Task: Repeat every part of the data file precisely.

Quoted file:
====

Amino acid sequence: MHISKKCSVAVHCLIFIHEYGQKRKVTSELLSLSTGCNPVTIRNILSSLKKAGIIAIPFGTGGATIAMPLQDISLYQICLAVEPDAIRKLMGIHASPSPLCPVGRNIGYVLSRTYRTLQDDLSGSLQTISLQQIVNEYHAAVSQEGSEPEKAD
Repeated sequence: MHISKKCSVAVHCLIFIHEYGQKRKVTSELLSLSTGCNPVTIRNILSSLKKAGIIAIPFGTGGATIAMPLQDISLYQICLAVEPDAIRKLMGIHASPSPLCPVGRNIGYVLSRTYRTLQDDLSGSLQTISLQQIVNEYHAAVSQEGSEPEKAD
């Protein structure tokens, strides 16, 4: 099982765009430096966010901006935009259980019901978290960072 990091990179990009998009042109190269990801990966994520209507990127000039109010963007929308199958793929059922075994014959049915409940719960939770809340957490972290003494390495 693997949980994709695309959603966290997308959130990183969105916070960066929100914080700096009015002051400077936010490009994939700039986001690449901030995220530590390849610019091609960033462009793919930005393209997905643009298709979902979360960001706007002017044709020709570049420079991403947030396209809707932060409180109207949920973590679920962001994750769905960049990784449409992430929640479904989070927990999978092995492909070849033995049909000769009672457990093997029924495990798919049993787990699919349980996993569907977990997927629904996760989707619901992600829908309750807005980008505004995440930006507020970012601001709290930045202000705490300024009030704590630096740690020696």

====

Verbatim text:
Amino acid sequence: MHISKKCSVAVHCLIFIHEYGQKRKVTSELLSLSTGCNPVTIRNILSSLKKAGIIAIPFGTGGATIAMPLQDISLYQICLAVEPDAIRKLMGIHASPSPLCPVGRNIGYVLSRTYRTLQDDLSGSLQTISLQQIVNEYHAAVSQEGSEPEKAD
Repeated sequence: MHISKKCSVAVHCLIFIHEYGQKRKVTSELLSLSTGCNPVTIRNILSSLKKAGIIAIPFGTGGATIAMPLQDISLYQICLAVEPDAIRKLMGIHASPSPLCPVGRNIGYVLSRTYRTLQDDLSGSLQTISLQQIVNEYHAAVSQEGSEPEKAD
């Protein structure tokens, strides 16, 4: 099982765009430096966010901006935009259980019901978290960072 990091990179990009998009042109190269990801990966994520209507990127000039109010963007929308199958793929059922075994014959049915409940719960939770809340957490972290003494390495 693997949980994709695309959603966290997308959130990183969105916070960066929100914080700096009015002051400077936010490009994939700039986001690449901030995220530590390849610019091609960033462009793919930005393209997905643009298709979902979360960001706007002017044709020709570049420079991403947030396209809707932060409180109207949920973590679920962001994750769905960049990784449409992430929640479904989070927990999978092995492909070849033995049909000769009672457990093997029924495990798919049993787990699919349980996993569907977990997927629904996760989707619901992600829908309750807005980008505004995440930006507020970012601001709290930045202000705490300024009030704590630096740690020696």